Students with disabilities experience higher unemployment rates, participate in postsecondary education less often, and are less involved within their communities upon completion from high school compared to students without disabilities (Newman et al., 2011). To improve employment outcomes for students with disabilities, the Individuals with Disabilities Education Act (IDEA, 2004) mandates that a transition component be included in the Individualized Education Program (IEP) for students with disabilities no later than age 16. However, more than half of all states have chosen to begin transition planning earlier. In the state of Illinois, the Illinois school code governing special education mandates that transition planning for students with disabilities shall begin no later than the first IEP in effect when the student turns age 14.5 (23 IAC 226.230). Since many students reach that age while still in middle school, special education teachers who work with middle school students are responsible not only for developing and implementing the student’s first transition plan but also incorporating transition skill practices into their daily instruction.
The programs and services students with disabilities receive in high school are designed to align with the goals of the transition IEP that is developed in middle school (Test & Grossi, 2011). For middle school students with disabilities, the transition plan becomes a blueprint for how students will access and advance through the secondary curriculum (Weidenthal & Kochhar-Bryant, 2007). The plan provides guidance by identifying a student’s instructional needs, services necessary for accessing the secondary curriculum, community experiences needed to achieve post-school goals, and necessary related services. Furthermore, starting transition planning in middle school provides students with additional time to explore their skills in the classroom and in the community, and to begin to identify future employment aspirations (Test & Grossi, 2011).
Early transition planning is beneficial for students with disabilities. A study conducted by Cimera et al. (2013) investigated whether students with autism receiving transition services by age 14 had better employment outcomes than students with autism receiving transition services by age 16. The researchers found that students who received transition services by age 14 were significantly more likely to be employed than students receiving transition services by age 16 (i.e., 80.8% compared to 58.9%). Additionally, students who received transition services by age 14 who became employed earned higher wages and cost less to serve. A similar study conducted by Cimera et al. (2014) examined the effects of providing transition services to students with intellectual disability by age 14 compared to students with intellectual disability receiving transition services by age 16. Results from this study indicate that individuals with intellectual disability who received transition services by age 14 were more likely to be employed than students with intellectual disability receiving services by age 16 (i.e., 58.8% compared to 45.6%). Starting transition planning earlier for students with disabilities has also been found to decrease students’ feelings of alienation, improve attendance, and decrease dropout (Weidenthal & Kochhar-Bryant, 2007).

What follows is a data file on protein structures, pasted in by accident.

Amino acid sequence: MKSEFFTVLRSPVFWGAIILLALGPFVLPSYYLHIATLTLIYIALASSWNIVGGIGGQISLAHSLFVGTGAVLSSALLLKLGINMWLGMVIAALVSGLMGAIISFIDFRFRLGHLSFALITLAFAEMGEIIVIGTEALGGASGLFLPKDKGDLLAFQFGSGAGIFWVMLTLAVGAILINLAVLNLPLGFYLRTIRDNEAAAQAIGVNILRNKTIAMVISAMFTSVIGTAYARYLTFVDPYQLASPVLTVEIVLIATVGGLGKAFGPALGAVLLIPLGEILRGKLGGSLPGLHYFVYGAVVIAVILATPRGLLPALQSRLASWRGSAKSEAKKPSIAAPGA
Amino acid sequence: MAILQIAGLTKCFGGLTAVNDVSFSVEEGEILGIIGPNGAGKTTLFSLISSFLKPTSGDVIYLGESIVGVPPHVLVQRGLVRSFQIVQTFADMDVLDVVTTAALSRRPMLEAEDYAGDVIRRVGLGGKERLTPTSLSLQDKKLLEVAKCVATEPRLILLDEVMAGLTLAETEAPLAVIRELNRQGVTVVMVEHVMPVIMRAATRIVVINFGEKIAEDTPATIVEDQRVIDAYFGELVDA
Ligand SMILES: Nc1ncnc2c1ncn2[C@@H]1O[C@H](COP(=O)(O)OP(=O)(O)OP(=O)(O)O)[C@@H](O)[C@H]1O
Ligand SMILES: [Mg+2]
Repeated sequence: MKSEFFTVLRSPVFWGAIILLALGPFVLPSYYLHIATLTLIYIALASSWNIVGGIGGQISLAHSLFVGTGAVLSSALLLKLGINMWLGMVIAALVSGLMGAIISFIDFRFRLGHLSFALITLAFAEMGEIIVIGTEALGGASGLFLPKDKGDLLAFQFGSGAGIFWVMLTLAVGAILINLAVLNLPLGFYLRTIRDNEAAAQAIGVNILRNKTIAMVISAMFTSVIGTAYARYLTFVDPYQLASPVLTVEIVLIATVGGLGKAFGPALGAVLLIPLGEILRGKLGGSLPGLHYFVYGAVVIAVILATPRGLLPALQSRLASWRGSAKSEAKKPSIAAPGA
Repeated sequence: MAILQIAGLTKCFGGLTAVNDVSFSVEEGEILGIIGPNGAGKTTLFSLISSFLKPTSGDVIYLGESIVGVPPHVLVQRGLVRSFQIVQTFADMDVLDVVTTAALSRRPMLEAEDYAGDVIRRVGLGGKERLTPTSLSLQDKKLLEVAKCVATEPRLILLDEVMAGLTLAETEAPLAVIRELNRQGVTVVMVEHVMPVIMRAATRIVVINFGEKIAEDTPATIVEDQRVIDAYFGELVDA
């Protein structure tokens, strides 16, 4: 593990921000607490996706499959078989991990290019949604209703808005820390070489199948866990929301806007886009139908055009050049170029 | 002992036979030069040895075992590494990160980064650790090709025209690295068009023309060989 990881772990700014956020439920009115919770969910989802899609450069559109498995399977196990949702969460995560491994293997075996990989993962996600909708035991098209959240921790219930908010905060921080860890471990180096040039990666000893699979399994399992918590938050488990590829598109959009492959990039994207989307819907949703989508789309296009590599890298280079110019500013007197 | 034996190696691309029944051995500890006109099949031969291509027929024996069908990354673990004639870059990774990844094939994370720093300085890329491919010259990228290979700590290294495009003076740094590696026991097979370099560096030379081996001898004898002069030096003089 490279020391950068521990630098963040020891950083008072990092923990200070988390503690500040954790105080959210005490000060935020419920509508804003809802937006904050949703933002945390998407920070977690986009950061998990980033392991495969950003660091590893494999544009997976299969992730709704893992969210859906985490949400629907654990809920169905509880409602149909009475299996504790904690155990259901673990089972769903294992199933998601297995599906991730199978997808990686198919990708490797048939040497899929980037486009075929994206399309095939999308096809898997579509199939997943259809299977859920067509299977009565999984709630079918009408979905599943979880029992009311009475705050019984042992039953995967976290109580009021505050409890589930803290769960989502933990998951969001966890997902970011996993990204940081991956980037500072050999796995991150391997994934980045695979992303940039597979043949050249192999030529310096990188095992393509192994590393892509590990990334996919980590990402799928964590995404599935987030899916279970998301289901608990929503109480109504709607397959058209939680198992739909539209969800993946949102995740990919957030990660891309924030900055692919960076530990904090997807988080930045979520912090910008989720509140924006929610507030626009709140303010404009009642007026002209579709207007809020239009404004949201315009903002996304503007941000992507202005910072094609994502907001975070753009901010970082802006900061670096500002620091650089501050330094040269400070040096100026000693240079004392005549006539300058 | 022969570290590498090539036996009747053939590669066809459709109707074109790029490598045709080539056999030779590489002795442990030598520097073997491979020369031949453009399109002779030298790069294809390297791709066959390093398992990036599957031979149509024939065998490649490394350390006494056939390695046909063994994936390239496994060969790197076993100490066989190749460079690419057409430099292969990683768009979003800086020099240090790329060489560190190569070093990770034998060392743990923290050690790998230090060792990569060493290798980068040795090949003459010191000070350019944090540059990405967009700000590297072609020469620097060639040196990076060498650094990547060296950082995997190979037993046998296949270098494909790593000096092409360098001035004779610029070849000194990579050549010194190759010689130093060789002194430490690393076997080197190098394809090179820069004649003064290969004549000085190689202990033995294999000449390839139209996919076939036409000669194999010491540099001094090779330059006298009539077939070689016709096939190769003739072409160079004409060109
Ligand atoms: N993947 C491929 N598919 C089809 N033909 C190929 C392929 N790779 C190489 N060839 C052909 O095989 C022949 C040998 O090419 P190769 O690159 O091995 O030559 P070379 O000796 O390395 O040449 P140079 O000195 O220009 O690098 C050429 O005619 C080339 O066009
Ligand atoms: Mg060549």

Middle school is an opportune time to begin transition planning and to take steps toward incorporating transition activities in the curriculum. Middle school students must decide what kind of high school diploma (e.g., standard or special) and curriculum (e.g., general education, honors, tech programs) they will pursue, since these decisions will have an impact on their future employment options. Additionally, career exploration is a crucial component of the middle school curriculum. Middle school students are naturally exploratory in their early adolescence. Therefore, educators can use this opportunity to capitalize on students’ openness to explore as well as their need to acquire information that will be used to guide judgments about their high school pathways (Repetto, 2012).
Cimera, R. E., Burgess, S., & Wiley, A. (2013). Does providing transition services early enable students with ASD to achieve better vocational outcomes as adults? Research and Practice for Persons with Severe Disabilities, 38(2), 88-93.
Cimera, R. E., Burgess, S., & Bedesem, P. L. (2014). Does providing transition services by age 14 produce better vocational outcomes for students with intellectual disability? Research and Practice for Persons with Severe Disabilities, 39(1), 47-54.
Newman, L., Wagner, M., Knokey, A. M., Marder, C., Nagle, K., Shaver, D., & Wei, X. (2011). The post-high school outcomes of young adults with disabilities up to 8 years after high school: A report from the National Longitudinal Transition Study-2 (NLTS2). NCSER 2011-3005. National Center for Special Education Research.
Repetto, J. (2012). Middle school transition education planning and services. In M. L. Wehmeyer & K. W. Webb (Eds.), Handbook of adolescent transition education for youth with disabilities (pp. 266-270). Routledge.
Test, D. W., & Grossi, T. (2011). Transition planning and evidence-based research. Journal of Vocational Rehabilitation, 35(3), 173.
Weidenthal, C., & Kochhar-Bryant, C. (2007). An investigation of transition practices for middle school youth. Career Development for Exceptional Individuals, 30(3), 147-157.